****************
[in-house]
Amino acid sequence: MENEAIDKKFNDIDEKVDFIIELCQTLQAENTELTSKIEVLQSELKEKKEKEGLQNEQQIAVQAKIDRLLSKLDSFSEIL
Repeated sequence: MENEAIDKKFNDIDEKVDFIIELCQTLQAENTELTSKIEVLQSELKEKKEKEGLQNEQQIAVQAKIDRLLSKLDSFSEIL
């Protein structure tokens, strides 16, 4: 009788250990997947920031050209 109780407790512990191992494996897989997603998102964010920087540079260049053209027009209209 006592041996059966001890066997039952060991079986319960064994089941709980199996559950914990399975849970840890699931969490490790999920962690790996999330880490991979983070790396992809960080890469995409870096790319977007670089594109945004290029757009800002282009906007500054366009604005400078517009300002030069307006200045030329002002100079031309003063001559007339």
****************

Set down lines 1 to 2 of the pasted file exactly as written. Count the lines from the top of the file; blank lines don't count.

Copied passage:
[in-house]
Amino acid sequence: MENEAIDKKFNDIDEKVDFIIELCQTLQAENTELTSKIEVLQSELKEKKEKEGLQNEQQIAVQAKIDRLLSKLDSFSEIL